NABL also called for a statement that separate billing arrangements by physicians be treated as per-unit arrangements.

Notice 2014-67, released by the IRS in 2015, stated that a management contract would not result in private business use if it is five years or less and compensation is based on a stated amount, periodic fixed fee, capitation fee, per-unit fee or any combination.

Next, NABL asked for additional clarification that the qualified user can approve rates charged for use of the managed property by either approving the rates or by including in the contract a requirement that a third party determined appropriate rates charged by the service provider.

"We understand the underlying reason for imposing a rate control test but believe that additional guidance is critical to avoid inconsistent application," the group wrote.

To avoid any uncertainty, NABL asked for a clarification that the determination of economic life be based on facts at the time of determination, which it believes is the intent of the safe harbor.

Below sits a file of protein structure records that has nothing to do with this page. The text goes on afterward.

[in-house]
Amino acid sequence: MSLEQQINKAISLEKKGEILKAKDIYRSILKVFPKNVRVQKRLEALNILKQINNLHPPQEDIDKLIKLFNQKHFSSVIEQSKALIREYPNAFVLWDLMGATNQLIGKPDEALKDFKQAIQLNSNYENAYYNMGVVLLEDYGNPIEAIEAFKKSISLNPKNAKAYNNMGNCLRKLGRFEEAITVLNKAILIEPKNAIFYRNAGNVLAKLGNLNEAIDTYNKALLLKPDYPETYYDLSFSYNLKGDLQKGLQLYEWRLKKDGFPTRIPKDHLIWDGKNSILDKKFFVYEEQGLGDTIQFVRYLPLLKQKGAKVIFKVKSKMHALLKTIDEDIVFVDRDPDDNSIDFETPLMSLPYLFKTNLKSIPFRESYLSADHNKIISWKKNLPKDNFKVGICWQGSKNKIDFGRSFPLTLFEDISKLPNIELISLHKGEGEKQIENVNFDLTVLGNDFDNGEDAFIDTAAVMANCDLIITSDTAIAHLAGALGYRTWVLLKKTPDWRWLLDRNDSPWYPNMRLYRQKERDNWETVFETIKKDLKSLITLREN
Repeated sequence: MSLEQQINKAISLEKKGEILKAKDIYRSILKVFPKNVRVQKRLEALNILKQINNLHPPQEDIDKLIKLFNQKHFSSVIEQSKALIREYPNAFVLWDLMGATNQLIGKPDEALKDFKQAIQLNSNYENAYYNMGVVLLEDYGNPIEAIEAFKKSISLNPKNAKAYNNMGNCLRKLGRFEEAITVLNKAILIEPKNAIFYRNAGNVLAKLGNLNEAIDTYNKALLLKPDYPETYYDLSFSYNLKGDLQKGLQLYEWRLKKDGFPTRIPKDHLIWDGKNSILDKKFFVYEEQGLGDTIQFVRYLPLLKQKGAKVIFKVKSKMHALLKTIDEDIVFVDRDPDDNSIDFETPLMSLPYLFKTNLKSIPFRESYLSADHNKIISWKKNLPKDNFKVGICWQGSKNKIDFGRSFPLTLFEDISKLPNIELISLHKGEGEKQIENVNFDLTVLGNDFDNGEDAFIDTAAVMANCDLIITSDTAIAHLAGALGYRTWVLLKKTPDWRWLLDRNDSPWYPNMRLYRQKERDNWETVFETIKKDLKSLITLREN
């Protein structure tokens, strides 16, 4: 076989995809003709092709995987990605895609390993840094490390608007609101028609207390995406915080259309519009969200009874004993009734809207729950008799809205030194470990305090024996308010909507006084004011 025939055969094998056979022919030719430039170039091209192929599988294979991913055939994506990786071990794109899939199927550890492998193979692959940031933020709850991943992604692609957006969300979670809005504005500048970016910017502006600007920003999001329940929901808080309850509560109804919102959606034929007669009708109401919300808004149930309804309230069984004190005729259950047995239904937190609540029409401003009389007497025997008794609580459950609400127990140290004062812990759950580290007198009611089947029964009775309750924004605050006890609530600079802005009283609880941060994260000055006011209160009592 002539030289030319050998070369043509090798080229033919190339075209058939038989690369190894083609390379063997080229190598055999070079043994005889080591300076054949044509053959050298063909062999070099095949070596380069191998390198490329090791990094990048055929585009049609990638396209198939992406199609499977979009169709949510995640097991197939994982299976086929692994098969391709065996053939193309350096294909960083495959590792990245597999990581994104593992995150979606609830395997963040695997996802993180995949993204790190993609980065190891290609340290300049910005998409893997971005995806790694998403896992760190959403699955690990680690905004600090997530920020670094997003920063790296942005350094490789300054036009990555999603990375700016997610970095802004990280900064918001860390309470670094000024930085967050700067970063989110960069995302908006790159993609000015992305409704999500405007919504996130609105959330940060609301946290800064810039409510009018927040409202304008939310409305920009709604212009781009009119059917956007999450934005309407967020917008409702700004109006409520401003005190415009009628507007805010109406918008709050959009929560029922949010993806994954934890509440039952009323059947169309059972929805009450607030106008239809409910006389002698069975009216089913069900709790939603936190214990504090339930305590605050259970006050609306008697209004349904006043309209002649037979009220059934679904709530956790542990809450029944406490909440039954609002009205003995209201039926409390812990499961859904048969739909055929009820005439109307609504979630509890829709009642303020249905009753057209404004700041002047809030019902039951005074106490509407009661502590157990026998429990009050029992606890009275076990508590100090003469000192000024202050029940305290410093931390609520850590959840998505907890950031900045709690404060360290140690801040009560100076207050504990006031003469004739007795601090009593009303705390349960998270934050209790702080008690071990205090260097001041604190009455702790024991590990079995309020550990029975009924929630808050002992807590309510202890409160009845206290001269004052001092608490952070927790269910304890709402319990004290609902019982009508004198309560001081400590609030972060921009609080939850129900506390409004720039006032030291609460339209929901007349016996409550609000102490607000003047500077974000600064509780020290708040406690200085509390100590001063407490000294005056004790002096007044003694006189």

The group also asked for a clarification that the economic life of the managed property is to be determined on a weighted average basis regardless of the source of financing, which it said better reflects the scope of the assets and facilities managed.

NABL said it is "seriously concerned" that the revenue procedure excludes land from the calculation of economic life, and asked that land be treated in all instances of having an economic life of 30 years.

One of NABL's more pointed comments is about the 80% economic life test in the new revenue procedure, which it said could create a significant burden for short-term contracts.

The economic life test states that the maximum term of a management contract under the safe harbors may not exceed 80% of the economic life of the managed property.  “For long-term contracts relating to assets that have long lives, this test may not seem to be a problem,” said Matthias Edrich, a tax partner at Kutak Rock in Denver, “but for managed assets with particularly short lives, the restriction may well be unworkable.  Assume, for example, that the contract relates to managed property that has a remaining life of five years (perhaps because it is a building that will be torn down in five years).  The 80% requirement would effectively prohibit a management contract in the last year of the property’s life.”